The wind, this wind. It shakes the house and bows the trees. Ground is blown bare and small snowdrifts press against the edge of the house. The windows creak and the vent above the stove rattles, and the wind whistles between trees and across our chimney tops.
We try to be ready for power outages. We keep the laptops charged and the teapot full, and I’ve learned to use the threat of an outage to motivate the kids to clean up better before bedtime because no one wants to trip over toys or skid across books lying on the floor in the dark. In other states, these winds are recognized as hurricane force and mentioned on national news; here, schools are open and it’s business as usual — you just hang on to your car door as you open it to make sure it’s not ripped off the vehicle entirely. And you might want to drive a little slower on the highway, too, so you can get a good look at the semi truck that was blown on its side with its wheels in the air.
The wind keeps on for days and nights, and it’s 75 miles an hour outside with flying debris and a wind chill of about minus fifteen. But inside, everything is still. Six kids, all asleep. Half as many cats, also asleep. The computer hums, the teapot ticks as it’s heating, and between gusts there’s a perfect calm.
In the morning we check for fallen trees and there aren’t any, though branches are everywhere like so much littered confetti. A couple of plastic grocery bags have flown in and attached themselves like windsocks to our trees, and across the street it looks like our neighbor has gained a shiny new trash can from probably three houses over.
We’re getting together with friends in the evening, and if they weren’t close friends — you know, the kind who are allowed to look for stuff in your fridge even though you didn’t even clean it before they came over — I might squirm a little and apologize for the mess outside. Not that the weather is my fault, but it just looks so ugly out there. Even though I have no control over it, and their yard has seen the same wind and is probably in the same shape, it’s not the first impression I’d want to make to anyone who’s never been here before.
But I don’t need to apologize, and they wouldn’t expect it. We have seen each other’s messes before. Marriage, special needs, dirty laundry, parenting kids unborn through adolescent. These are friends who are family, and we can let go of insecurities about the messes we can’t control outside, and just focus on the messes we can control inside — vacuuming, cleaning toilets, washing the dishes. Well, the dishes, I dunno…that might be asking too much.
There’s a turkey in the oven and stuffing on the counter, a green bean casserole in progress and pie crust to be made. It’s Thanksgiving at the end of winter; it’s February and we’re still thankful.
Whipped cream is melting into late morning coffee and sweet potatoes are peeled and ready to boil. We send one kid to throw out compost and send another kid to timeout for throwing a temper tantrum. I make a note to ask my friend about different therapists and pick her brain about various issues we’re both facing. Because sometimes we can’t control the messes inside the house, either.
I’ve ruined gravy the last four times I’ve made it — too thin, boiled too long, not enough cornstarch in the world to redeem it — and our friends arrive right at that crucial juncture of constant stirring and watching for the first bubbles. I pass the task to a child with explicit instructions to only let it boil for one minute and then turn off the heat, and then run to greet friends at the door. I get halfway there and realize that child is right behind me — I stop, turn both of us around, and remind him of his task. For the love of gravy, watch this, stir it, and don’t let it boil for more than a minute. I’ll be right back andyouneedtostayhere. Double-back again to run to the door, hug, welcome, make a pile of jackets in the corner, laugh, go back to the kitchen.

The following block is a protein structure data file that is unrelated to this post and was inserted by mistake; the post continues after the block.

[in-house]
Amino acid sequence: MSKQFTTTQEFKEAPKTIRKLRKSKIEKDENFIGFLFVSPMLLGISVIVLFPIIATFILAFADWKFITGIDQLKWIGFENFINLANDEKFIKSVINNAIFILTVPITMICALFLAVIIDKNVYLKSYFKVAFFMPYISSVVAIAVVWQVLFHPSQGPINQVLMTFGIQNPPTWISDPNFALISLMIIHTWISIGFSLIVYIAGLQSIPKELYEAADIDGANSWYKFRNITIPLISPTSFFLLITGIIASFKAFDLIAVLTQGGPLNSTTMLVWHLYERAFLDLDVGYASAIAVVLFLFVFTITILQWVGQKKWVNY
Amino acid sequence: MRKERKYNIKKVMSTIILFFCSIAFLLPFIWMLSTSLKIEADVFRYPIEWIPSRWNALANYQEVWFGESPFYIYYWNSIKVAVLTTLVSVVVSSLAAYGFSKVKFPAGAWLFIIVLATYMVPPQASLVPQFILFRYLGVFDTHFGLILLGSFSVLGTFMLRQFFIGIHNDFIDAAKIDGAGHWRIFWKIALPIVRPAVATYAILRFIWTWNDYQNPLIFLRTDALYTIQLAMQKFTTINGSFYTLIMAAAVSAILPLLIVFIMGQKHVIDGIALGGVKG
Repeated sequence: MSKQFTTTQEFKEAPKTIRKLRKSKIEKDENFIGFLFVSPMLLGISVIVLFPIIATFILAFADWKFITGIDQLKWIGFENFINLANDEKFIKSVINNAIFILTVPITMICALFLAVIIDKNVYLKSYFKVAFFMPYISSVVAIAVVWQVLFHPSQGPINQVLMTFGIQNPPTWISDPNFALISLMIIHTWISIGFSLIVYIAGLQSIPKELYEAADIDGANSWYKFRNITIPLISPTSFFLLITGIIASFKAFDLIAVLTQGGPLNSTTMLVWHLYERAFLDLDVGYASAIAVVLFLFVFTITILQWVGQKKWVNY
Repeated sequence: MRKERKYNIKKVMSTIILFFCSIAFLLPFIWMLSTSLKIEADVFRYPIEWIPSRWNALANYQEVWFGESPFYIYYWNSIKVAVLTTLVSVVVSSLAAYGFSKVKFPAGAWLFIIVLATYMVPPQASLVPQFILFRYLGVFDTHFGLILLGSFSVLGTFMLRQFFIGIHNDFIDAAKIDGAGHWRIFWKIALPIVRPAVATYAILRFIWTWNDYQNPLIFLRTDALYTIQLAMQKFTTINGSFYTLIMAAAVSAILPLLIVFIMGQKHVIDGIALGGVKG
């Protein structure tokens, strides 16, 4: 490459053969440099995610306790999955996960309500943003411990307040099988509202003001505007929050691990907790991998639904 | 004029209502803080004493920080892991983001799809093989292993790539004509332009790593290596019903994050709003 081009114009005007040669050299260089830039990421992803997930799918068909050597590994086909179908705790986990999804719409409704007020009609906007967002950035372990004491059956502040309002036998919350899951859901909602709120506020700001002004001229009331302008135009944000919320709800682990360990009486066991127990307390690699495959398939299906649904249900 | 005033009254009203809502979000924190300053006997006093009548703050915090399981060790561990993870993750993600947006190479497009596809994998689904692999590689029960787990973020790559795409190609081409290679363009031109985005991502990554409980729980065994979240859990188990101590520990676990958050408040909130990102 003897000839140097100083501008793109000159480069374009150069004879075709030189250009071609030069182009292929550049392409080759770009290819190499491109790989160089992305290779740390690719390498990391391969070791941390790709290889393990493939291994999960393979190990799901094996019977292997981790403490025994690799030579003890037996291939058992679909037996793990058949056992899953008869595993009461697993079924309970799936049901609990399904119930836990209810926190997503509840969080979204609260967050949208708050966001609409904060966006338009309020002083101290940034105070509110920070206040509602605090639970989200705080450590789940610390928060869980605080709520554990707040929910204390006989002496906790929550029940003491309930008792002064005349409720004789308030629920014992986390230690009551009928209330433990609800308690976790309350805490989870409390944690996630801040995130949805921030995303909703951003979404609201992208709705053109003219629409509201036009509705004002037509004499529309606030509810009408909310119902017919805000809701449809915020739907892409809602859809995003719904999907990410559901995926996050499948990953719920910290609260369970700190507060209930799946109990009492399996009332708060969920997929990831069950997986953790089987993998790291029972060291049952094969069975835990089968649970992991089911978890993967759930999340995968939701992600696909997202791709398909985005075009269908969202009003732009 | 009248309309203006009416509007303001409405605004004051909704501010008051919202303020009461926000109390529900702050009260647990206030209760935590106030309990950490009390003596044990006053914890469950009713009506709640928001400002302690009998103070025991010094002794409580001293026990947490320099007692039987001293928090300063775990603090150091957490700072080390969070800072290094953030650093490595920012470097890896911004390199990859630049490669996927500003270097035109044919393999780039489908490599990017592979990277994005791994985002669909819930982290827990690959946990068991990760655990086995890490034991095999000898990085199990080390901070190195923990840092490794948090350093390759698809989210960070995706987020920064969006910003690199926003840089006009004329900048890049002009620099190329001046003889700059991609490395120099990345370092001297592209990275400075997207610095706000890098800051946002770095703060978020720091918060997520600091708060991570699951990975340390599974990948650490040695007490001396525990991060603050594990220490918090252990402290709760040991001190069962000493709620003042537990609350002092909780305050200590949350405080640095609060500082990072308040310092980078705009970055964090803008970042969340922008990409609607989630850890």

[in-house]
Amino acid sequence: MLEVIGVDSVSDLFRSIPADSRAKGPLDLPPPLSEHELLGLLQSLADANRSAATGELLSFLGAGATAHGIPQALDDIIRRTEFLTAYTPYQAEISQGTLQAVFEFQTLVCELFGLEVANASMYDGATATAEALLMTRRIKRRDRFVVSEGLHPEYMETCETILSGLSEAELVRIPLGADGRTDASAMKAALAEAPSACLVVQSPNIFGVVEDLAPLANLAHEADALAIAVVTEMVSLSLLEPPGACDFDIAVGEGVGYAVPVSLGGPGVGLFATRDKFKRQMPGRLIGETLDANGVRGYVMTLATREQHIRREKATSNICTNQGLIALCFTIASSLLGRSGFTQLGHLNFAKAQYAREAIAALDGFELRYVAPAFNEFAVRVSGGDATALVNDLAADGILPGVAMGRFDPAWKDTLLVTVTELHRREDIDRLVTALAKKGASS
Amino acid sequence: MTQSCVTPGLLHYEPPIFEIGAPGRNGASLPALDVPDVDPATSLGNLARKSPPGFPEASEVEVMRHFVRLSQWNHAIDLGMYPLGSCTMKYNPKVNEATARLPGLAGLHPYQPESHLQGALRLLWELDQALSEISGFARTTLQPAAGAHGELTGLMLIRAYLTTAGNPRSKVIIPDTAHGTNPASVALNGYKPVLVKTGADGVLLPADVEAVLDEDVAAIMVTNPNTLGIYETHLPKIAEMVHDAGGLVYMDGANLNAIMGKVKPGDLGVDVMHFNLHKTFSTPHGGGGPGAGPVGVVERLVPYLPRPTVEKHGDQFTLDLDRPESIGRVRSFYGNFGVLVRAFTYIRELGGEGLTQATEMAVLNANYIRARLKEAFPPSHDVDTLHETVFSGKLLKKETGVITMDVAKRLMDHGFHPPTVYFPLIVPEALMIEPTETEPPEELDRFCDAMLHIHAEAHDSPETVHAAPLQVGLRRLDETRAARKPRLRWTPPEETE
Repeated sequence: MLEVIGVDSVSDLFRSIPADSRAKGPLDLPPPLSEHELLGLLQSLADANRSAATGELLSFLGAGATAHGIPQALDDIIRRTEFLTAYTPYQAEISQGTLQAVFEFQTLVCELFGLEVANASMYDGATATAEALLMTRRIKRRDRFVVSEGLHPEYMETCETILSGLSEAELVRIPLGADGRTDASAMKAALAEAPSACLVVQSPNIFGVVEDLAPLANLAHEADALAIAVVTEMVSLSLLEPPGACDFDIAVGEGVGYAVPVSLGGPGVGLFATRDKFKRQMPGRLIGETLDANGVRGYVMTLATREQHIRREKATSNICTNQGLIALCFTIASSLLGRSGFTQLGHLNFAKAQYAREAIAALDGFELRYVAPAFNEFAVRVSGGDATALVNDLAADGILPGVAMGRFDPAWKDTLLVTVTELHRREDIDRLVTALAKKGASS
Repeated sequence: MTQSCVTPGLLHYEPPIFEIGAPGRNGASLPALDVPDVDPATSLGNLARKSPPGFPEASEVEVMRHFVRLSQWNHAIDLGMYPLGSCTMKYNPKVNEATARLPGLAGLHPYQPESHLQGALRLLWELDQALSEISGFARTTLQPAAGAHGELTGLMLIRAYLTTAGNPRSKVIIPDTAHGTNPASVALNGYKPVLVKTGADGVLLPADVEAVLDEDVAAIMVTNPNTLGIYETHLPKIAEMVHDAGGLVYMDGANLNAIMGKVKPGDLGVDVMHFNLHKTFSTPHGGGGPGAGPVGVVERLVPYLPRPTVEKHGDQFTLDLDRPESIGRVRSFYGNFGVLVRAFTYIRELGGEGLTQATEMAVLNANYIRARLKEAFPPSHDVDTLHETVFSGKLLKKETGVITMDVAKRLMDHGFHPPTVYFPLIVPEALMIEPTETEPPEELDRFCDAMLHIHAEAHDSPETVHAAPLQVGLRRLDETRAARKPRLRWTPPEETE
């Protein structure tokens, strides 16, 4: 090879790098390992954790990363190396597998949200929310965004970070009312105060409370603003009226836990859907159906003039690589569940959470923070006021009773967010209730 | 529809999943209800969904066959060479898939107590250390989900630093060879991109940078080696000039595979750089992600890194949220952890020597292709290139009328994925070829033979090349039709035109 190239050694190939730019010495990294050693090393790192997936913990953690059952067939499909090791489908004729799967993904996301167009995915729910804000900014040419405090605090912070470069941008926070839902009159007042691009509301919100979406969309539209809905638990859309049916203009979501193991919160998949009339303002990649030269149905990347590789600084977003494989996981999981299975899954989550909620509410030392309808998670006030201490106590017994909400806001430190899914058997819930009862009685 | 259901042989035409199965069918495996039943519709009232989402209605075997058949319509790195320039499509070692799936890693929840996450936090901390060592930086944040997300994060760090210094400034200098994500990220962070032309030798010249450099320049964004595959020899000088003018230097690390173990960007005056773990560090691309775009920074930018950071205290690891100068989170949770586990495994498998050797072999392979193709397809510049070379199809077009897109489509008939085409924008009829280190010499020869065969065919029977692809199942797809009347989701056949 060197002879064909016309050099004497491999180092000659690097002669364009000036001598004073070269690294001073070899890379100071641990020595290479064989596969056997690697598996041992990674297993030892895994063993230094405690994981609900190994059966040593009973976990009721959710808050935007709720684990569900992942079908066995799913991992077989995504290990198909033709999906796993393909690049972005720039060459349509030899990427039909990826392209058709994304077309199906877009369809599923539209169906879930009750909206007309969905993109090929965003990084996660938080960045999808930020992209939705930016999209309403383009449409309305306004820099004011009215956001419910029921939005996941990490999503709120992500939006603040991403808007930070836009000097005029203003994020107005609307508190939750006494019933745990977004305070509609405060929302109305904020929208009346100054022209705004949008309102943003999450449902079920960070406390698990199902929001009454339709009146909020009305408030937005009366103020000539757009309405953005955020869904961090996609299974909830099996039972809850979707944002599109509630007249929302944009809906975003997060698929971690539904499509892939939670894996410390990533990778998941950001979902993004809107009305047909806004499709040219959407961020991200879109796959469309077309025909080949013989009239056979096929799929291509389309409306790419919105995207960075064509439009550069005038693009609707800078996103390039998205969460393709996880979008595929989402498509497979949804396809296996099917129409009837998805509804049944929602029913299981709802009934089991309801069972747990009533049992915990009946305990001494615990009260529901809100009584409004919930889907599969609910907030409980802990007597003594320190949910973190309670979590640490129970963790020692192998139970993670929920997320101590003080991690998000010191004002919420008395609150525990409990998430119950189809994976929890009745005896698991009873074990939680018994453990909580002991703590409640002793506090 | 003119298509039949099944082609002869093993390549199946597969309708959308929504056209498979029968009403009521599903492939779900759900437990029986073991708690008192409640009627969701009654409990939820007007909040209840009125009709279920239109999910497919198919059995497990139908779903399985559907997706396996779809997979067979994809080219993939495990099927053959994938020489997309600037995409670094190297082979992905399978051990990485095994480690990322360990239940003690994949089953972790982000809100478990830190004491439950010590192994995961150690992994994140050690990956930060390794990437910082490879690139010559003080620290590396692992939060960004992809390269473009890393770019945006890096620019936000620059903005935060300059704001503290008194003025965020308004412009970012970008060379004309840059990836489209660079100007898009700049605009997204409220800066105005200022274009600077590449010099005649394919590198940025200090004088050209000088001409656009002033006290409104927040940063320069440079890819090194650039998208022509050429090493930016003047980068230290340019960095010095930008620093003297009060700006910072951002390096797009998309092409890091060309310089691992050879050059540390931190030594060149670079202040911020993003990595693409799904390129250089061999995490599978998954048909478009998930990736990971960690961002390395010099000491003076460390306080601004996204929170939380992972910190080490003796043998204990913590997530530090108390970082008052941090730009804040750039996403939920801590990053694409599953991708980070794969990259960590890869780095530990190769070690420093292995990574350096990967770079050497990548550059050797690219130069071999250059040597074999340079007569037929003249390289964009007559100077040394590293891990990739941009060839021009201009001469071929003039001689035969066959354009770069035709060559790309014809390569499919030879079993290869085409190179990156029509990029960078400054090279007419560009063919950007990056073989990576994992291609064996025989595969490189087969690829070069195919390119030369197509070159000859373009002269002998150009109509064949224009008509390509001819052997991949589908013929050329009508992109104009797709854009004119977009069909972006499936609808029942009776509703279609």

And that kid has pawned off the gravy (sans instructions) to Vince, who is stirring away at what has obviously been boiling hard for a little less than three minutes and is destined to remain the consistency of half-and-half. So help me.
The house is full and a dozen kids will crowd around our table, but before we even got that far our friends asked me about the book I saved for them — that little book that is supposed to be about adoption and boundaries but is actually mostly about grace and shelter; the little book that was birthed here and grew through its childhood and adolescence and is now a big kid, not quite grown up yet but still launching off into the world of Amazon and reviews and grown-up real-bookishness (but yes, still a free PDF download here for you readers).
And these friends whom we’ve shared messes with, who have been in the trenches far longer than we have, who showed us grace when we didn’t even know we needed it — these friends, we saved the first copy for them. And if I had been thinking correctly during the formatting stage (but wasn’t, because, oh, the morning sickness), there would have been a dedication page, and it would have said what I scribbled to them on the inside cover:
To Cody and Sara: You have long been our heroes.
And I would have added: And to Larry and Sharon, who were wise and crazy enough to introduce such humble troublemakers to us.
And now it is days later. The wind has subsided and the leftovers are pretty much gone. We have a new box of books that are shipping out all over the country in the next week. The ground outside is still a mess, and there are still messes inside, too, and I’m not just talking about the dishes…but it makes all the difference to know we are not alone. These kids, those issues, that grief, the big decision. The house shakes and the ground is blown bare, and we can still throw the door wide open. In all those storms, you are not alone. We shelter each other with grace.